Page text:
Now just as important are market expectations, which for both Canada and the U.S. is seven quarter rate hikes over the next 12 months. That means there are a lot of hikes already priced into the market, so the question we should be asking now is, have we already seen the bulk of the move higher in interest rates? If history is a guide, generally rates see the bulk of their moves higher before central banks start to hike.

In terms of risk of a policy error, which means central banks either hike rates too fast or reduce their balance sheet too quickly and cause a recession, well, there’s no better guide than the yield curve. The yield curve has called eight of the last eight recessions over the last 50 years when the 10-year treasury falls below the three month treasury rate, while that hasn’t happened yet, another important indicator is the two year 10 year treasury yield curve, or the difference between the two year rate and the 10 year rate for treasury yields. And that curve has fallen below 50 basis points. This generally puts the bond market and economists on recession watch. And that’s definitely the case that we’re in right now. We’ve already seen parts of the yield curve invert. The three year five year yield curve in the U.S. has already inverted. And so has the five year 10 year yield curve. Both have already inverted signaling a potential policy error by the Fed. So expectations are that the Fed will continue to hike rates as they try to ease inflation, but they’re also going to attempt to orchestrate a soft landing. Hopefully not causing something in the financial system to break and/or trigger a recession. Now, so far this year, we are already seeing implications on risk markets with equity markets being down and credit spreads being wider. So the hope is that the Fed pauses their rate hikes after several meetings to assess the implications of their action and to avoid any unintended consequences. Now, again, the curve hasn’t inverted yet, but the Fed and the Bank of Canada definitely appear to be late to the game with hiking rates. And there are definitely real risks of a policy error.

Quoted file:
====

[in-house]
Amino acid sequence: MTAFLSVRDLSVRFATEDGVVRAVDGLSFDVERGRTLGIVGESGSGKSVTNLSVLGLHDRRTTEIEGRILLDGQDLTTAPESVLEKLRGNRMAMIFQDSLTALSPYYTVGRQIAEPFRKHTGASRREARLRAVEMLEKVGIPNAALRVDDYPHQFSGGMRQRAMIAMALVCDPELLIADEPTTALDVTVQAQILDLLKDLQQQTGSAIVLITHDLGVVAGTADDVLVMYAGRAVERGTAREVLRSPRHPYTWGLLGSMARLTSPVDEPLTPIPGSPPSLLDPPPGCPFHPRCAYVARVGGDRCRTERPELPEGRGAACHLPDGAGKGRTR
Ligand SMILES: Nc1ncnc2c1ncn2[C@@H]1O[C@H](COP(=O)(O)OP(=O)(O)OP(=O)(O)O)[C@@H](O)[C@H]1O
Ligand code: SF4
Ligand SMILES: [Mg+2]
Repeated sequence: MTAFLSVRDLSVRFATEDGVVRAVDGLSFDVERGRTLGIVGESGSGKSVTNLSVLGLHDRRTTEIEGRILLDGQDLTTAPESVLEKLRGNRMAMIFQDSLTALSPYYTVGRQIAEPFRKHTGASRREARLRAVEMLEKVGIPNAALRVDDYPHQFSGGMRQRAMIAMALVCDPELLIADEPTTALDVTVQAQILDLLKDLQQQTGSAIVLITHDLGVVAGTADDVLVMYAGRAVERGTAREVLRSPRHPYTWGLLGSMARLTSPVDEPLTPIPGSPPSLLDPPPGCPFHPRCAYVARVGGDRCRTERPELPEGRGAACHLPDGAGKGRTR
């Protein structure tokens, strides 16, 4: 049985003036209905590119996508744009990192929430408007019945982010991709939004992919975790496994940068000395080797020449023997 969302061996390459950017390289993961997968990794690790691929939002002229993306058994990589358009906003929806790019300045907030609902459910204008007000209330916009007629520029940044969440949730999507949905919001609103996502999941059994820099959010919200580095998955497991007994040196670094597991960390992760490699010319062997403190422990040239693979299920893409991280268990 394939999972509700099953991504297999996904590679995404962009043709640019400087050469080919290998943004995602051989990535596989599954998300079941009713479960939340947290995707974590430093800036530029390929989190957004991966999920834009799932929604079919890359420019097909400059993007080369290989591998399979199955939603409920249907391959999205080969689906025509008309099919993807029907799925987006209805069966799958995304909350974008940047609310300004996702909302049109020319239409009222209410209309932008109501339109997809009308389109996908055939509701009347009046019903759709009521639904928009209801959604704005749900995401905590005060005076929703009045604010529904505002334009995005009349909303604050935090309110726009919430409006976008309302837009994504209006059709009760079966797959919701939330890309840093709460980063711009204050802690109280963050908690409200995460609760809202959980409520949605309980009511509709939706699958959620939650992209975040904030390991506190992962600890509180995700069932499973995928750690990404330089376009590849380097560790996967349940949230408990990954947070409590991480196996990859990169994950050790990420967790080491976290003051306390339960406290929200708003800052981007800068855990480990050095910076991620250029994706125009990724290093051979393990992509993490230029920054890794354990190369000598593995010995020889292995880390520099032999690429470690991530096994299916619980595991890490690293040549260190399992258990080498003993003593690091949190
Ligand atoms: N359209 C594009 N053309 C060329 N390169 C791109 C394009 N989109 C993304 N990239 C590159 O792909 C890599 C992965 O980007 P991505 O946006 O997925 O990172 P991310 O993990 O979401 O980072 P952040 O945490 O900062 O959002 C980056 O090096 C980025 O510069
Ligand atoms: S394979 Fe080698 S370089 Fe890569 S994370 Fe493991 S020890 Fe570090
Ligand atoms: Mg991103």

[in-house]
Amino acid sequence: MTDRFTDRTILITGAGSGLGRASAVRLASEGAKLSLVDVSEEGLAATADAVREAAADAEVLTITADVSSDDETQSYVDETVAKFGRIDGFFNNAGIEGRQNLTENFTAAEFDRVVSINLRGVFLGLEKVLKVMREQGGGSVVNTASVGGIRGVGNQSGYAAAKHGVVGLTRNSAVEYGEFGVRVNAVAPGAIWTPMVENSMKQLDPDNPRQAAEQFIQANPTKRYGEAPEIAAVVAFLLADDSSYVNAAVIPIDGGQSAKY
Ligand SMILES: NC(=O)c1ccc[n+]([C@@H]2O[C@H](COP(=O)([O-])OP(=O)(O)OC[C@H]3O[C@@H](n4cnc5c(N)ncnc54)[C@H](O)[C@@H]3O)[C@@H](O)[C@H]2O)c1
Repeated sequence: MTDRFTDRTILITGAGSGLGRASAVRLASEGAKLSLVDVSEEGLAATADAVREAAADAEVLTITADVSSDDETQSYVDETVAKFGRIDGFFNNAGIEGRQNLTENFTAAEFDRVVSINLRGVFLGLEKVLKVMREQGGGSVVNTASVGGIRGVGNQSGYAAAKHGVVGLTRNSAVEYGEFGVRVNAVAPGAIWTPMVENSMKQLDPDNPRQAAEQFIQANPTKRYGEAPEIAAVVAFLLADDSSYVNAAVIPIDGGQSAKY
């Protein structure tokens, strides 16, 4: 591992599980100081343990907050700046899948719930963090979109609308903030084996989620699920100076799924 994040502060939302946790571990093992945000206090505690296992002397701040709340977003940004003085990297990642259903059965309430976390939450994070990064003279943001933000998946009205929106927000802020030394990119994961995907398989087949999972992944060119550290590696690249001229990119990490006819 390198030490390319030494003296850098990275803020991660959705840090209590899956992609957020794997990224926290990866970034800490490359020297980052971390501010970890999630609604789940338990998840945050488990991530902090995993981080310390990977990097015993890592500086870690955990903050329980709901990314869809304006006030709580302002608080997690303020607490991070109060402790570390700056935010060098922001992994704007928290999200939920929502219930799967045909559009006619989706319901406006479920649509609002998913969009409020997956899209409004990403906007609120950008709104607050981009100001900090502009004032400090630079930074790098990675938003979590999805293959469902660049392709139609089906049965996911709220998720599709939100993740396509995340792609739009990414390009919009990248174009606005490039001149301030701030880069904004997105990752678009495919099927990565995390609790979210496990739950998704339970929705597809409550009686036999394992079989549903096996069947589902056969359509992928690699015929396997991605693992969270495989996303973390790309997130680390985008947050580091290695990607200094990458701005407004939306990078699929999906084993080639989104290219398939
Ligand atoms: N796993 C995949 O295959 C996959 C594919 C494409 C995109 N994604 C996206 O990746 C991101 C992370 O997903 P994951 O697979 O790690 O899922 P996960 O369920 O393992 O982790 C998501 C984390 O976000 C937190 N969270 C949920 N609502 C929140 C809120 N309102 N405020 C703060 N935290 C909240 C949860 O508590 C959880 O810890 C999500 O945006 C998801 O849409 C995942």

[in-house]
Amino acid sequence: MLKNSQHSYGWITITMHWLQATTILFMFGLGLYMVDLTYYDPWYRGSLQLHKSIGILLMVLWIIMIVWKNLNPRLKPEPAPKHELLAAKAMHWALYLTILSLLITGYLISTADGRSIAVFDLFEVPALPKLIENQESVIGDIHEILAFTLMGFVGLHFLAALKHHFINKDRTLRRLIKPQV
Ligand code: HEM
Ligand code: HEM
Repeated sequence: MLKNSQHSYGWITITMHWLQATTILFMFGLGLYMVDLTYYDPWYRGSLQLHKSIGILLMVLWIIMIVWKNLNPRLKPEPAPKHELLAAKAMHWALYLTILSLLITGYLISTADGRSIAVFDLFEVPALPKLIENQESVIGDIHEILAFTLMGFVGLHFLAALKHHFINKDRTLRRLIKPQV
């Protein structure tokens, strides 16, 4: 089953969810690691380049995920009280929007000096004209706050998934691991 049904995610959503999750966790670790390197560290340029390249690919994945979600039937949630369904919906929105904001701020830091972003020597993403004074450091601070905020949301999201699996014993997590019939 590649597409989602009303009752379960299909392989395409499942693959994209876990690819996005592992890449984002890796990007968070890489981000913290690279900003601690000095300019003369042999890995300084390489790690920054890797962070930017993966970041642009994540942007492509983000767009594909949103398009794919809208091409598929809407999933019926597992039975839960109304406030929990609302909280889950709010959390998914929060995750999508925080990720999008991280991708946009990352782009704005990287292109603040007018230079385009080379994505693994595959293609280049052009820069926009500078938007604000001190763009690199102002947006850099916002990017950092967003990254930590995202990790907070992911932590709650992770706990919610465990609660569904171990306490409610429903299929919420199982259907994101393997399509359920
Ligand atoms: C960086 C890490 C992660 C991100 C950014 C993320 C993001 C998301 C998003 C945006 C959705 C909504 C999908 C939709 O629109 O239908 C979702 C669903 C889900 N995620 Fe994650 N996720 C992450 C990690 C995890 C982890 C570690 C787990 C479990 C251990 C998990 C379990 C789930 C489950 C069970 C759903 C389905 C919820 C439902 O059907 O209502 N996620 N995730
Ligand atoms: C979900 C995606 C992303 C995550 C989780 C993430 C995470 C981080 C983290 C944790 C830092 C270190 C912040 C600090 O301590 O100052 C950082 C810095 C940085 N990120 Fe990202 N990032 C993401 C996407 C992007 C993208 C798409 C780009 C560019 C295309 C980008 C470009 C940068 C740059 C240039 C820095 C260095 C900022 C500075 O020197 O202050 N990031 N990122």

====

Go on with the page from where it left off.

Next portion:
In terms of implications to GDP, inflation has already had negative consequences. Especially in today’s context because it’s been outpacing wage growth, causing real wages to shrink. So the last data release was for February of 2022, and we’ve already seen that average hourly earnings are down in February 2.6% year over year. So what does that mean? Consumer buying power is falling despite U.S. unemployment being almost at full unemployment as 3.8%. Now it may not feel like that, especially if you try to make a dinner reservation in a major metropolitan city, and that’s because consumers have pent up savings from the pandemic, which in some cases have been offsetting higher prices, but government transfers have ended, which is creating a major fiscal drag for the economy.

So couple this with a higher Fed funds rate and implications are for a quicker pullback in GDP. Now in March, the Fed reduced their 2022 GDP forecast from 4.1% to 2.8%. Previously in December, we were projecting GDP growth of sub 3% for the whole year for both Canada and the U.S. But our outlook now is expected to be much lower and probably closer to 2%.